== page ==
However, the wounds of their battles are not worn on the people in a way that would become explicit to the wandering tourist. The people of Northern Ireland are unbelievably kind and open when it comes to strangers. The skirmishes that occur today—mere arguments in comparison to the violent, explosive time known as “The Troubles”—debate authenticity of Irish religion, political standing, and personal rights themselves (Tunbridge and Ashworth cited in Causevic and Lynch 2011). The debates are similar to any country, except that if one were not aware of The Troubles, he would never know from passing locals on the street. Even Protestants and Catholics (the two major opponents today), despite differences in ritual and the lineage of how one speaks to God, wear the same symbol around their necks (Inns, 2018). Outside of listening to a tour guide or outright asking someone, no one would know.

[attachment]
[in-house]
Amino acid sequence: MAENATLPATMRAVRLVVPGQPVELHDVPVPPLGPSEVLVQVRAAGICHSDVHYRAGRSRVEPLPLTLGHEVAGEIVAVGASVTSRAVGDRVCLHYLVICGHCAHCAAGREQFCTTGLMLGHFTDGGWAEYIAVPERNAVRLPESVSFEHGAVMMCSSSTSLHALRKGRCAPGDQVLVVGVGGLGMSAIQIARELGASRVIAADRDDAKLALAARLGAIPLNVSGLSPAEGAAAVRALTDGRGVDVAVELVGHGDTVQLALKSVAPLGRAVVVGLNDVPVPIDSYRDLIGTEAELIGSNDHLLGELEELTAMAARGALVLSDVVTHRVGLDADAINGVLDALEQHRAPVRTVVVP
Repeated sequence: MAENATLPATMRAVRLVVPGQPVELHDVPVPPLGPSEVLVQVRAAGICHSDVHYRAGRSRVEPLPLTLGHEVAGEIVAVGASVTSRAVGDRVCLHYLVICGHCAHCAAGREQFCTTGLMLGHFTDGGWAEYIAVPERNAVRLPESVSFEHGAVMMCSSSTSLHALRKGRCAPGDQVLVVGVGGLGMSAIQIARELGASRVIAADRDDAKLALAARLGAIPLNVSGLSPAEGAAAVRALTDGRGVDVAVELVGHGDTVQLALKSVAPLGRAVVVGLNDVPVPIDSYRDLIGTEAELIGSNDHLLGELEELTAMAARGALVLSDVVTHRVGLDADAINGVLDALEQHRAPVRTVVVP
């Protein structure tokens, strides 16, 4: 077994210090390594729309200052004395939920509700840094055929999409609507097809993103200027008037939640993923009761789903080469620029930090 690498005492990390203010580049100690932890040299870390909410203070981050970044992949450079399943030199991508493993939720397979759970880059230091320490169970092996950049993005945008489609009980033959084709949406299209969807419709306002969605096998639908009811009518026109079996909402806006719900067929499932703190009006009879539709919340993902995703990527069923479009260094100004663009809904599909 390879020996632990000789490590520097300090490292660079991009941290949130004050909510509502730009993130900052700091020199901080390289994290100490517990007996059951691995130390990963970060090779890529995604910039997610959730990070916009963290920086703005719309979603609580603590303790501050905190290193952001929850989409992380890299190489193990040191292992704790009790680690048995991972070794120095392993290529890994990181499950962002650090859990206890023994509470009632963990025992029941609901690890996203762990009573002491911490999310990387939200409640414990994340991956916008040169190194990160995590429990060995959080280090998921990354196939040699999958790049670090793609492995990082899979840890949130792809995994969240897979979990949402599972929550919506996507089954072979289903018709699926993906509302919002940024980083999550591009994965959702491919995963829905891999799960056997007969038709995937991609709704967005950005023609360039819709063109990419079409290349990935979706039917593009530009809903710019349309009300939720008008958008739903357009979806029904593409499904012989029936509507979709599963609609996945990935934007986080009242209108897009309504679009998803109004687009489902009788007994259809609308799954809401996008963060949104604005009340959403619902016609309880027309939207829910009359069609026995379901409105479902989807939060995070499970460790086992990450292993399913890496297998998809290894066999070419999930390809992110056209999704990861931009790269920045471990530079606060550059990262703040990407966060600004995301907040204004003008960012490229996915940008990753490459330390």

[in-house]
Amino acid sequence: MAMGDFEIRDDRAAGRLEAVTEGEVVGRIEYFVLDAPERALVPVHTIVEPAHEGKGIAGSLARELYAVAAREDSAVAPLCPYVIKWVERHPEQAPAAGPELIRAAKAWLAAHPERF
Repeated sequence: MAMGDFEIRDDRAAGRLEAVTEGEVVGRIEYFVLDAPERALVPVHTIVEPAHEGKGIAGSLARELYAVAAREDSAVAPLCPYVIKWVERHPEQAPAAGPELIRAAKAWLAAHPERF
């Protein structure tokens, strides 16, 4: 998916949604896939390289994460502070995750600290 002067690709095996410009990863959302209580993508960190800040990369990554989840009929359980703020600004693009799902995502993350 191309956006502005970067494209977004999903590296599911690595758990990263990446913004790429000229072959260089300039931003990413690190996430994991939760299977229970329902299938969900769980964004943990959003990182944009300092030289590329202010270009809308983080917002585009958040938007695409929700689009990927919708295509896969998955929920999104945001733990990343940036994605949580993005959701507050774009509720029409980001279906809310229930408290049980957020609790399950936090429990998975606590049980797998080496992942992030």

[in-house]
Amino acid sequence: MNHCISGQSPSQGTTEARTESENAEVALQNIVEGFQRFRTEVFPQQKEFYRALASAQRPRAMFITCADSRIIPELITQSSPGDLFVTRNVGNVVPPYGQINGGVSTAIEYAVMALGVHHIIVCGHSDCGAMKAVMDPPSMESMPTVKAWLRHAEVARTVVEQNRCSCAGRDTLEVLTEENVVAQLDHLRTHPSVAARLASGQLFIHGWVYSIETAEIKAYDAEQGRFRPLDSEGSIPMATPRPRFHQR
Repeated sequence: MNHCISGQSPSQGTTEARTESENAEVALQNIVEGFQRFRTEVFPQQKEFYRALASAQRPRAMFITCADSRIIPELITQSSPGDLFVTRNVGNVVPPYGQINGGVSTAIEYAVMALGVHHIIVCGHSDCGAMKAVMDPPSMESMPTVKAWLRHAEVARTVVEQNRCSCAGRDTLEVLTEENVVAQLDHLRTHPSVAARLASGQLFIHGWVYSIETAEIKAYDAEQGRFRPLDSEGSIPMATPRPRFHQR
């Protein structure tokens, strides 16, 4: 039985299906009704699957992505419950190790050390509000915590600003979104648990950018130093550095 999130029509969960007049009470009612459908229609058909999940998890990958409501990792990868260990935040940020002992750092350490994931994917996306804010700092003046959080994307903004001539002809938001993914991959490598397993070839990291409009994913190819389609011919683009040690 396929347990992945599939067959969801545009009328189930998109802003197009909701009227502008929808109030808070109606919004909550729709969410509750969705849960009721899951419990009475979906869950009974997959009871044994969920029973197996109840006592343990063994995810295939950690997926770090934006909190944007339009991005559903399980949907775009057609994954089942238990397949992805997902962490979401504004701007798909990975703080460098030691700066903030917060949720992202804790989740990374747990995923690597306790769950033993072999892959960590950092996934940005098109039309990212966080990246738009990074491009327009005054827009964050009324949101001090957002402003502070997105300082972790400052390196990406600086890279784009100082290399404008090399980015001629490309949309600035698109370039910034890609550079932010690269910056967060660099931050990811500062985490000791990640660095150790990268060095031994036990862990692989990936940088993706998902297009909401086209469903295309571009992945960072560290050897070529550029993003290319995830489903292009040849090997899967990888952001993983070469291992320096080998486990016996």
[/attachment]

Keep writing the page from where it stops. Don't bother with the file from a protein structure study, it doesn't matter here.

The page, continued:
This lack of a unified identity has created terrible, monstrous rifts in the overall Irish government. Northern Ireland, traditionally Protestant, strives to be one with the United Kingdom, while the Republic of Ireland, traditionally Catholic, demands independence (Anderson and Shuttleworth, 1988). This segregation between country and religion is not nearly as clean as it once was and continues to strain modern politics (McKittrick, 1993; Hughes et al., 2007; Nolan, 2017). In a mapping project that was completed a couple of years ago, scientists discovered that not only had the Protestant / Catholic segregation persisted in both Belfast and LondonDerry, but that the division of preferred political identity was not tethered to the barriers around either religion (Nolan, 2017; McCafferty, 2017).